New Leinster boss ‘will find structures in place for success’

It hasn’t been a season to remember for Leinster, but the job of head coach remains a highly attractive one, according to Eoin Reddan, who says the players, the squad and the system necessary for success are all still in place.

The scrum-half did admit yesterday that the players needed to shoulder some of the blame for Matt O’Connor’s premature departure last week and that it may be difficult for any coach to live up to the Joe Schmidt years “compared to the results” assembled in that spell.

Yet he dismissed that and any other factors as reasons why prospective coaches would pass on the opportunity to work at a club that has won so many trophies and still possesses such an impressive squad and supporting structures.

“It is a big challenge,” said Reddan. “Someone out there will see it as an opportunity and someone out there will think it’s not for them. You want someone who is: ‘I’m all over this. I want this.’ You see the same with guys who go across the water, players who are desperate to play for Ireland and who try any route they can. They often come through. It is the same with a coach.

“You want someone who really, really wants it. It is important. That has to be taken into account. If someone thinks that’s not for them next year… guys will be away and they’ll come back. The culture needs to be strong enough to take those ups and downs of players in and out.”

O’Connor regularly bemoaned the lack of access he had to his Ireland players for large chunks of the season and called for changes to be to the IRFU’s player management system to account for the fact Leinster were the national side’s prime provider of beef.

Joe Schmidt and the IRFU’s performance director David Nucifora all but publicly berated him for that earlier this month, however, and Reddan doesn’t feel the system as it currently is requires any great alterations to ensure Leinster can do better under their new man. “No, Matt probably saw the worst side of it because maybe we didn’t perform well enough as players when we came back for him.

“We’ve got a great group of players in Leinster, from top-to-bottom. Going forward, I have full confidence that group can deliver if we up our own standards.

“We’re going to need to give more to the guy coming in than we gave to Matt this year. It is important for players to be managed properly throughout the year. It is very important, particularly in the year that’s in it with a World Cup coming up.

“The question is, as a club, do you still feel you can win trophies? We certainly do. Even with all those problems we had this year, in terms of form or injuries or players not being available, we still were in the semi-final of a Champions Cup and we nearly won it.”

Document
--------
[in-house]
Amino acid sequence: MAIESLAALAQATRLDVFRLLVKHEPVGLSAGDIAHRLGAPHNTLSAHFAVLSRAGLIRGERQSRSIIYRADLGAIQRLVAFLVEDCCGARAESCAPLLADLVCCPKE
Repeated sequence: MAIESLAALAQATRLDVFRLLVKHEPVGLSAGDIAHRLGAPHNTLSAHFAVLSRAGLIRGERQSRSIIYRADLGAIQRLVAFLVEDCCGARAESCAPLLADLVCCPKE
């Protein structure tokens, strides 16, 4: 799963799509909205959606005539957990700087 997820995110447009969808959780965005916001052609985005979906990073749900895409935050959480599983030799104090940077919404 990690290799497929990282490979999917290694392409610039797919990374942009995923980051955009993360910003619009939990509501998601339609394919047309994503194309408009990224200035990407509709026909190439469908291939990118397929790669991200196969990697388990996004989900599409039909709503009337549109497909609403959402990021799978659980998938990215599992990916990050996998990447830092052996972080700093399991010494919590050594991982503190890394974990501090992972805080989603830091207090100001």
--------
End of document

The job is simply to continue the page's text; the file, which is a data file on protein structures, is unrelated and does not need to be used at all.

More on this topic

Ronan O'Gara: 'That’s the burning ambition for me - to coach Ireland'Ronan O'Gara: 'That’s the burning ambition for me - to coach Ireland'

Donal Lenihan: Leinster beware: Saracens may be down but they’re far from outDonal Lenihan: Leinster beware: Saracens may be down but they’re far from out

Leinster to welcome champions Saracens to Dublin in Champions Cup quarter-finalLeinster to welcome champions Saracens to Dublin in Champions Cup quarter-final

Reggie Corrigan: Silverware, not records, are what countReggie Corrigan: Silverware, not records, are what count


Esther N McCarthy paints a pretty picture with her January picks, along with cool ideas for fridges and lunchboxesWishlist: Fridges and lunchboxes make our list of January picks

Maturity isn’t a good fit for every rapper (see: Kanye’s bedraggled coming-to-Jesus phase). But through 2018 it was working a treat for former bad boy — and Ariana Grande’s ex — Mac Miller. But then his story turned to tragedy as that September, the 26 year-old died of an accidental drug overdose.Review: Mac Miller - Circles

The year is 2399, and Jean-Luc Picard dreams of his old ship, destroyed three decades ago, and his dear friend, the android Data, dead 20 years now. Dreams turn to nightmare, and Picard awakens, old and defeated, in his French château.Review: Star Trek: Picard

A Polish prisoner carefully checks there are no guards around before he enters one of the SS cloakrooms in Auschwitz. He takes out a hidden vial and quickly sprinkles its contents on the collars of those hated uniforms, before slipping out again. Within two weeks some of the Germans had come down with the typhoid that was wiping out so many of the prisoners.Gripping account of the hero who volunteered to go to Auschwitz

More From The Irish Examiner